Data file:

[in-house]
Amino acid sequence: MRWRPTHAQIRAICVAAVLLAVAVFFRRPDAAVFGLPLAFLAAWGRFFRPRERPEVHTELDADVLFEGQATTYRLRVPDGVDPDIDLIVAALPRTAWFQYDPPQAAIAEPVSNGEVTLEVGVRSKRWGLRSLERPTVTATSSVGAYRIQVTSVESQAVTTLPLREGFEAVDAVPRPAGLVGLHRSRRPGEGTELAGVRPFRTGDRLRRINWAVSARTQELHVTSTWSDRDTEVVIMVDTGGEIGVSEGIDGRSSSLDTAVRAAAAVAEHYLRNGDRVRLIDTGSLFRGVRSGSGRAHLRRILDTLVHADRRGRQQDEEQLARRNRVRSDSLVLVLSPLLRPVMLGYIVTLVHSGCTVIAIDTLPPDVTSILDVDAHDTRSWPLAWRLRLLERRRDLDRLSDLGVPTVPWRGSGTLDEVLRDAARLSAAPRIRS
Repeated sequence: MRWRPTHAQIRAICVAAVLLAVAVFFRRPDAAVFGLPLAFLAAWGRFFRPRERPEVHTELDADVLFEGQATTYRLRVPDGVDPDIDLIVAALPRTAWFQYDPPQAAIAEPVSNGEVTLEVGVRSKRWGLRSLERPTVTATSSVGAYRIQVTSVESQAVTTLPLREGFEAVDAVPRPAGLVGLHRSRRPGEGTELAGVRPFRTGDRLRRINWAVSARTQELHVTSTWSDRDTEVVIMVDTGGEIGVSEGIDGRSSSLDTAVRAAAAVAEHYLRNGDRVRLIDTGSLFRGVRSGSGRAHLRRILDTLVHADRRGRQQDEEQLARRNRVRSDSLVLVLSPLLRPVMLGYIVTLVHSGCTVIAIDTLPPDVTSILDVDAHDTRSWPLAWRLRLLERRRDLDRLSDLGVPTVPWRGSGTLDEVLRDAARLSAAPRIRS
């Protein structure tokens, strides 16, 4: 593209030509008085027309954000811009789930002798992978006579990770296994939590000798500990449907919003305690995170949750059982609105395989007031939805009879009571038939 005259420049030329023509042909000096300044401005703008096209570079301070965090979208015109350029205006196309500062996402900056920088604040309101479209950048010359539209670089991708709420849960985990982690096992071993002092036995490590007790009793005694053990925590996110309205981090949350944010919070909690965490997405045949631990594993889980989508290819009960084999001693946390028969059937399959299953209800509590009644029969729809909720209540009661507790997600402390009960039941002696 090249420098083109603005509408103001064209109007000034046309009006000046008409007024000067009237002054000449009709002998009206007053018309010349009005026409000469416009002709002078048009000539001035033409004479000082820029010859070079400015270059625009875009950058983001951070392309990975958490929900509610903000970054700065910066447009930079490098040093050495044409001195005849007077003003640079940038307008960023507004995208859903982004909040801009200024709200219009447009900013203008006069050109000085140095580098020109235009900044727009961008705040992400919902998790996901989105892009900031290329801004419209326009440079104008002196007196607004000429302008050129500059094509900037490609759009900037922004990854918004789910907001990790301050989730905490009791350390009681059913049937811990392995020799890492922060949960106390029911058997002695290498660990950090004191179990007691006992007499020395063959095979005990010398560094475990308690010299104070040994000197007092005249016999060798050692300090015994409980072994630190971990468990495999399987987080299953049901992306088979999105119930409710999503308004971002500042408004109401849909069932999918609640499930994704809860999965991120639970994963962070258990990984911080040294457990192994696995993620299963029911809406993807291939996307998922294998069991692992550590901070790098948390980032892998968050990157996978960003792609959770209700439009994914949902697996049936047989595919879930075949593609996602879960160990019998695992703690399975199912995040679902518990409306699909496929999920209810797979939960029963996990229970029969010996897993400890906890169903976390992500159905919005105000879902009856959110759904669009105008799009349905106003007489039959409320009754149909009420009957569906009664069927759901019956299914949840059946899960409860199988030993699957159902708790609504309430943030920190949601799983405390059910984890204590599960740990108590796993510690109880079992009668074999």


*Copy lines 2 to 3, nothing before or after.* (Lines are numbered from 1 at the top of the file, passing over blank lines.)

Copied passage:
Amino acid sequence: MRWRPTHAQIRAICVAAVLLAVAVFFRRPDAAVFGLPLAFLAAWGRFFRPRERPEVHTELDADVLFEGQATTYRLRVPDGVDPDIDLIVAALPRTAWFQYDPPQAAIAEPVSNGEVTLEVGVRSKRWGLRSLERPTVTATSSVGAYRIQVTSVESQAVTTLPLREGFEAVDAVPRPAGLVGLHRSRRPGEGTELAGVRPFRTGDRLRRINWAVSARTQELHVTSTWSDRDTEVVIMVDTGGEIGVSEGIDGRSSSLDTAVRAAAAVAEHYLRNGDRVRLIDTGSLFRGVRSGSGRAHLRRILDTLVHADRRGRQQDEEQLARRNRVRSDSLVLVLSPLLRPVMLGYIVTLVHSGCTVIAIDTLPPDVTSILDVDAHDTRSWPLAWRLRLLERRRDLDRLSDLGVPTVPWRGSGTLDEVLRDAARLSAAPRIRS
Repeated sequence: MRWRPTHAQIRAICVAAVLLAVAVFFRRPDAAVFGLPLAFLAAWGRFFRPRERPEVHTELDADVLFEGQATTYRLRVPDGVDPDIDLIVAALPRTAWFQYDPPQAAIAEPVSNGEVTLEVGVRSKRWGLRSLERPTVTATSSVGAYRIQVTSVESQAVTTLPLREGFEAVDAVPRPAGLVGLHRSRRPGEGTELAGVRPFRTGDRLRRINWAVSARTQELHVTSTWSDRDTEVVIMVDTGGEIGVSEGIDGRSSSLDTAVRAAAAVAEHYLRNGDRVRLIDTGSLFRGVRSGSGRAHLRRILDTLVHADRRGRQQDEEQLARRNRVRSDSLVLVLSPLLRPVMLGYIVTLVHSGCTVIAIDTLPPDVTSILDVDAHDTRSWPLAWRLRLLERRRDLDRLSDLGVPTVPWRGSGTLDEVLRDAARLSAAPRIRS